Daily Meditation - Monday 6th October 2008 - IF GOD IS LOVING, WHY SO MUCH EVIL IN THE WORLD?


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For Liturgy and Prayers of Today
Two Posts Daily
First Post
Second Post

Optional Memorial
Bl. Marie Rose Durocher (USA)
also
St Bruno - on above link

The liturgical calendar can vary in different
locations. To locate your Local Calendar HERE or ring your diocesan or parish offices.

Mass Readings for Today
(for historical background to The Gospel, see next Post)

**If God is all-loving and compassionate, **
then why
is there so much suffering and evil in this world?

[LEFT]Many agnostics refuse to believe in God because of this seemingly imponderable problem.
If God is love then evil and suffering must be eliminated in all its forms. [/LEFT]

[LEFT]What is God’s answer to this human dilemma?.. Read on Here[/LEFT]


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ocarm.org/lectio/annoA_eng/263eng.htm

● …"…The Gospel today presents the parable of the Good Samaritan. To mediate on a parable is the same thing as to deepen into our life to discover in it the call of God. In describing the long journey of Jesus to Jerusalem (Lk 9, 51 to 19, 28), Luke helps the communities to understand better in what the Good News of the Kingdom consists. He does it by presenting persons who come to speak with Jesus and ask him questions. These are real questions of the people of the time of Jesus and they are also real questions of the communities of the time of Luke. Thus, today in the Gospel, a doctor of the law asks: “*What should I do to inherit eternal life?” *The response, both of the doctor and that of Jesus, helps to understand better the objective of the Law of God.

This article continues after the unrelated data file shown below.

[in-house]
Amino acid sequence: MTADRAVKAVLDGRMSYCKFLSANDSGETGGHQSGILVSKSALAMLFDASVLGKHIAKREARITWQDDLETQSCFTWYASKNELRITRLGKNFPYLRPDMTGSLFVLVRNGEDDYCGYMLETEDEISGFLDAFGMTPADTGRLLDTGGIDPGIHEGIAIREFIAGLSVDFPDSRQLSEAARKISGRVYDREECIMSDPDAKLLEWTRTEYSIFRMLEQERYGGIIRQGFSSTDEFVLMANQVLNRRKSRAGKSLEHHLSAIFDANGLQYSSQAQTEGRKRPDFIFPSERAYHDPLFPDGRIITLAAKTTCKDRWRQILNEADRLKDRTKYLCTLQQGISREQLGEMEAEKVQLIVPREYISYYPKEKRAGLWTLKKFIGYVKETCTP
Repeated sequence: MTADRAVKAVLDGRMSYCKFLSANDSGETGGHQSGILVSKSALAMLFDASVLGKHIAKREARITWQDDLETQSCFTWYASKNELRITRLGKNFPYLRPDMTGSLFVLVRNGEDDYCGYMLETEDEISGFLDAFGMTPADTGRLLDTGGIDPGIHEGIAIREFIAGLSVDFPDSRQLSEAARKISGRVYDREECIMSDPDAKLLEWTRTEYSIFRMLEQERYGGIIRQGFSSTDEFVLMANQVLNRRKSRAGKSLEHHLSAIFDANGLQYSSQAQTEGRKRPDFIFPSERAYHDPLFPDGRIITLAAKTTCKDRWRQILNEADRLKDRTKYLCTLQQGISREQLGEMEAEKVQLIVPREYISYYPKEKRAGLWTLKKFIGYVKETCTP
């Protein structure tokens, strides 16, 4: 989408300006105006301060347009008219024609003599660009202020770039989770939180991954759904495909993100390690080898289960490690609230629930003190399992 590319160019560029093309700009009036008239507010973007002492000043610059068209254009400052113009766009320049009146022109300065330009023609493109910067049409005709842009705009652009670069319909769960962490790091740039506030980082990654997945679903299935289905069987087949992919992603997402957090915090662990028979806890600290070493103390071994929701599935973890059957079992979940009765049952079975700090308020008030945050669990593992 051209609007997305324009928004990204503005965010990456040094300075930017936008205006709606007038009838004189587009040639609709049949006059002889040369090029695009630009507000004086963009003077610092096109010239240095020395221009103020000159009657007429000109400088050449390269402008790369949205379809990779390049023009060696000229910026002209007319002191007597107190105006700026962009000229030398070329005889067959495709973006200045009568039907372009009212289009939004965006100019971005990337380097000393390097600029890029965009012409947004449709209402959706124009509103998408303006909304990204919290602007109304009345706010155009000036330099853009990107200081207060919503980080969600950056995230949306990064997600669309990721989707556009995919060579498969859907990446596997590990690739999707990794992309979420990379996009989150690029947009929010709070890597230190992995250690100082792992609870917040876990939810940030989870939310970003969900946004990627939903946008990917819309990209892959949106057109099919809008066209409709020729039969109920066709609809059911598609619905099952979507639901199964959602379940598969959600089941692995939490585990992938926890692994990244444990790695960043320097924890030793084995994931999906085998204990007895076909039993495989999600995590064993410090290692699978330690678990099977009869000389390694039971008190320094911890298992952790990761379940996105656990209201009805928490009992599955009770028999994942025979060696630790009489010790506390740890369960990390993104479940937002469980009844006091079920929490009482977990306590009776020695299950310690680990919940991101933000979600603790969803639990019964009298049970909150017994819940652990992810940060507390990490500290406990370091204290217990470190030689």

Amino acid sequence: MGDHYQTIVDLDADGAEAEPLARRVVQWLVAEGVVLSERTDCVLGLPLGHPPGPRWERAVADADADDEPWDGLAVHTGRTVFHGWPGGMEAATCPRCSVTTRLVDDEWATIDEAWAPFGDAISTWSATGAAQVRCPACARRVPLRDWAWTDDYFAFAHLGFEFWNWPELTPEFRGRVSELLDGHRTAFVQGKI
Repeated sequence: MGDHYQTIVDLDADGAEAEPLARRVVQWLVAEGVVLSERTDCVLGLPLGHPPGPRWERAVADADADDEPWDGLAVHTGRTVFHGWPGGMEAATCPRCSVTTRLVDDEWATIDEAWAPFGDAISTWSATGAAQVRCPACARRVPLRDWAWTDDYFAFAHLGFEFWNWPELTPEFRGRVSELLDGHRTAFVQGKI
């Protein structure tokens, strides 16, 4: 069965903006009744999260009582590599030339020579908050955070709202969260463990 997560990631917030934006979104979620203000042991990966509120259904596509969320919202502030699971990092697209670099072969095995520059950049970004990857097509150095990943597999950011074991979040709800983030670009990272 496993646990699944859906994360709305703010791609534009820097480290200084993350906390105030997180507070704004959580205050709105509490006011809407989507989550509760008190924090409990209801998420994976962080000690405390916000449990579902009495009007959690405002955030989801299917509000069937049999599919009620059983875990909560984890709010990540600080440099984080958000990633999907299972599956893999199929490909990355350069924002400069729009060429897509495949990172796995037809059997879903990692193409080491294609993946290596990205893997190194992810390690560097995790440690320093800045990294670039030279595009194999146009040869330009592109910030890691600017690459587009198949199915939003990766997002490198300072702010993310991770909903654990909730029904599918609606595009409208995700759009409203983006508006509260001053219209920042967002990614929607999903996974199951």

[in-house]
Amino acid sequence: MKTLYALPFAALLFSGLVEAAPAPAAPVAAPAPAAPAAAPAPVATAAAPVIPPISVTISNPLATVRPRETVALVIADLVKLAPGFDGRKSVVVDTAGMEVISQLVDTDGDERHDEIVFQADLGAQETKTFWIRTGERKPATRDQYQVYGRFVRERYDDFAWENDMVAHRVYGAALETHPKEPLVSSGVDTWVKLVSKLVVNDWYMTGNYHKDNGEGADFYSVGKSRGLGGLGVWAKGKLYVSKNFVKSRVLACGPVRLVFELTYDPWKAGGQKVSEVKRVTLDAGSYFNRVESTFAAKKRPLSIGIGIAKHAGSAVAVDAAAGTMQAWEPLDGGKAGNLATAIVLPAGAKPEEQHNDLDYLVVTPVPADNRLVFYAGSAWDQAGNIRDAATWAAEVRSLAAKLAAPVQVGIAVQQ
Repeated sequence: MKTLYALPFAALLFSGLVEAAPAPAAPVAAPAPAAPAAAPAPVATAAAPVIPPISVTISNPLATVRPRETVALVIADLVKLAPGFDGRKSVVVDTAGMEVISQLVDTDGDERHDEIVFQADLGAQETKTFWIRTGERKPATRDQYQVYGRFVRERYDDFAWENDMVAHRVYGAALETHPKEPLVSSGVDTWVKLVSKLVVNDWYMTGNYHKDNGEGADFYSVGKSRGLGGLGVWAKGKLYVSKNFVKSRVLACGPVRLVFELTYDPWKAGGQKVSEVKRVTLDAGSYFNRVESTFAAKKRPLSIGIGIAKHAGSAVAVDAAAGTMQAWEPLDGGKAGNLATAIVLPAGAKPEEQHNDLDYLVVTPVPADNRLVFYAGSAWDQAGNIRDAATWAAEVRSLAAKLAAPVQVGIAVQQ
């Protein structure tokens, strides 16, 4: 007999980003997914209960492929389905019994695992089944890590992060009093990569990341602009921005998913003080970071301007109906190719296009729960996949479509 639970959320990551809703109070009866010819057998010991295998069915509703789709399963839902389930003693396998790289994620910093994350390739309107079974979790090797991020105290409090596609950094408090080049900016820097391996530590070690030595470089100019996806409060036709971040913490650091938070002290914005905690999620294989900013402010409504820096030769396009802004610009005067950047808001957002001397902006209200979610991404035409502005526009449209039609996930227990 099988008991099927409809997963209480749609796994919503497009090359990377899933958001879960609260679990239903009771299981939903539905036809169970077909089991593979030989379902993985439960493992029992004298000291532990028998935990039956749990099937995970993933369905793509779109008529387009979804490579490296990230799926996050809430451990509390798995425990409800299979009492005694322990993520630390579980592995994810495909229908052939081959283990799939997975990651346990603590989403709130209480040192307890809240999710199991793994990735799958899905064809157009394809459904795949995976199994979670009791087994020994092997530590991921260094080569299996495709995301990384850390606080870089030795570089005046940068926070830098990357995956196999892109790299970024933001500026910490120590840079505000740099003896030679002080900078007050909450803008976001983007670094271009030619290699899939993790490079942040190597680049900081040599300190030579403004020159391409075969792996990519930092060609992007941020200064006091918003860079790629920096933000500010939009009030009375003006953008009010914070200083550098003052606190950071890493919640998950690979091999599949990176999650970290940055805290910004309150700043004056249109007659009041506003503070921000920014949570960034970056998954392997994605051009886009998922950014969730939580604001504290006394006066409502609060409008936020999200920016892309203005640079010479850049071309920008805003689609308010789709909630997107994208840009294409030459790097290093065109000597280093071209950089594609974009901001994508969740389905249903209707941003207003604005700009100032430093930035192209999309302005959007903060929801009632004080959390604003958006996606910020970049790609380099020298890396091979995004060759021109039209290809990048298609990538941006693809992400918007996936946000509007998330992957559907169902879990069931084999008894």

● Luke 10, 25-26: *“What should I do to inherit eternal life?” *A Doctor, who knew the law wants to test Jesus and asks him: *“What should I do to inherit eternal life?” *The doctor thinks that he has to do something in order to be able to inherit. He wants to obtain the inheritance through his own personal effort. But an inheritance is not merited. We receive an inheritance by the simple fact of being son or daughter. “Therefore, you are no longer a slave, but a son, and if a son, then an heir by God’s own act”. (Ga 4, 7). As sons and daughters we can do nothing to merit the inheritance. We can lose it!

● Luke 10, 27-28: *The answer of the Doctor. Jesus responds asking a new question: "What is written in the Law? *The doctor responds correctly. Uniting two phrases of the Law, he says: *“You must love the Lord your God with all your heart, with all your soul, with all your strength and with all your mind, and your neighbour as yourself”. *This phrase comes from Deuteronomy (Dt 6, 5) and from Leviticus (Lv 19,18). Jesus approves the response and says: “*Do this and life is yours!” *What is important, the principal thing is to love God! But God comes to me in my neighbour. The neighbour is the revelation of God for me. And because of this, I have to love my neighbour also with all my heart, with all my soul and with all my strength and with all my mind!